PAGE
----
Question and AnswerInterview with Linda Teneycke On-lineco-ordinator for Creative Writing 11.

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Questions

LT: What makes a good story?

MacIntyre:Character, plot, sense of discovery.

LT:Where do your ideas for stories come from?

MacIntyre: Media, friends, family – the ethers… everywhere, anywhere.

LT:Do you have a process you usually go through as you create astory? For example, do you begin with the character and build a story aroundthat person? Do you start with a conflict or problem and then place the character in the situation? At what point do you consider the setting for your story….or is your method for developing a story different each time?

MacIntyre:I begin stories both ways, but quickly distil it into character. Setting is whatever I need to make the characters believable

LT:How thoroughly do you think through plot before you begin yourstory?

MacIntyre:Not much – it’s what I work on most while writing.

LT:What makes a truly believable character?

MacIntyre:Balance.

LT:What advice would you give students about character development?

MacIntyre:Make sure they have minor conflicts in their major traits.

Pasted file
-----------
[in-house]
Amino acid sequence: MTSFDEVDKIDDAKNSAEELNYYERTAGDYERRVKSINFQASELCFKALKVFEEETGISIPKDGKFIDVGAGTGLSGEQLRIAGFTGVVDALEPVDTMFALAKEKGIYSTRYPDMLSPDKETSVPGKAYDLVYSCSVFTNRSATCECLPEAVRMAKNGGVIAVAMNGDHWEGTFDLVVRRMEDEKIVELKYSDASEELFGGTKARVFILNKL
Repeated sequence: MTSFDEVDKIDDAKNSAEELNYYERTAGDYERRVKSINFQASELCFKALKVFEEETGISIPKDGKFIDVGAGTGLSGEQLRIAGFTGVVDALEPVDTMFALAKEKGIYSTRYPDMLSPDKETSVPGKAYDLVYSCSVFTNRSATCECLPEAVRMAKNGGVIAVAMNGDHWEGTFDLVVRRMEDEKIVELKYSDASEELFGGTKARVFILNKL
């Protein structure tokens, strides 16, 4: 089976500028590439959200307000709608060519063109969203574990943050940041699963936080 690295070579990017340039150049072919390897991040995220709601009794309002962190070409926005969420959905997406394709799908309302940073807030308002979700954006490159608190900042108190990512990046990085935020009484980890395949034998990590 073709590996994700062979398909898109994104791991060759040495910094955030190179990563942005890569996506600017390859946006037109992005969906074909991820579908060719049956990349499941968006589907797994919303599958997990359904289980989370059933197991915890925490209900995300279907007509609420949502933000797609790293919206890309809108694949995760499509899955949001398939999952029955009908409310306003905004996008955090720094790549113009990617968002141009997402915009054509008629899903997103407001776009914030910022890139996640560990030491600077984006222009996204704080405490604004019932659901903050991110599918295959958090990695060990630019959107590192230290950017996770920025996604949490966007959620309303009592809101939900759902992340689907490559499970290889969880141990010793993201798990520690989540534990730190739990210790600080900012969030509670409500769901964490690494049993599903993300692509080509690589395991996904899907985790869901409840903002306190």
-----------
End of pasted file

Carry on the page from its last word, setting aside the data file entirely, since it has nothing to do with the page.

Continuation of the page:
LT:What is the secret to writing good dialogue?

MacIntyre:Brevity and rhythm.

LT:How do you decide which point of view is best for telling yourstory?

MacIntyre:You’ve stumped me. I have no idea.

LT:Common advice for writers is, "Write what you know."What is your interpretation of this comment? Do you think this is sound advice?

MacIntyre:You can only write what you know, and if you don’t know it, you’d better find out because you can be sure that someone will know it and challenge you if you’re wrong. You cannot write believably if you don’t "know it." That includes SF and Fantasy – in which you literally create the reality you’re talking about – and therefore know it. It’s very sound advice.

LT:Do you consciously build such devices as theme, metaphor or symbolism into your stories?

MacIntyre:Sometimes, but not often. I usually add it after I have a draft. Or remove it. Theme is not something a writer thinks about. It comes after the story is created and usually from a teacher or critic. If a story is a meal, then theme is like gas – it always comes after.

LT:What should students look for when revising their stories?

MacIntyre:Make sure it’s got all its parts: protagonist, antagonist, plot, setting and climax.

LT:Do you have any advice for students who wish to become writers?

MacIntyre:Read more than you write. Learn how to live in poverty. Expect rejection from family, lovers and publishers. (This is not advice; it's a warning.)

Take care, Rod MacIntyre, 06/11/02,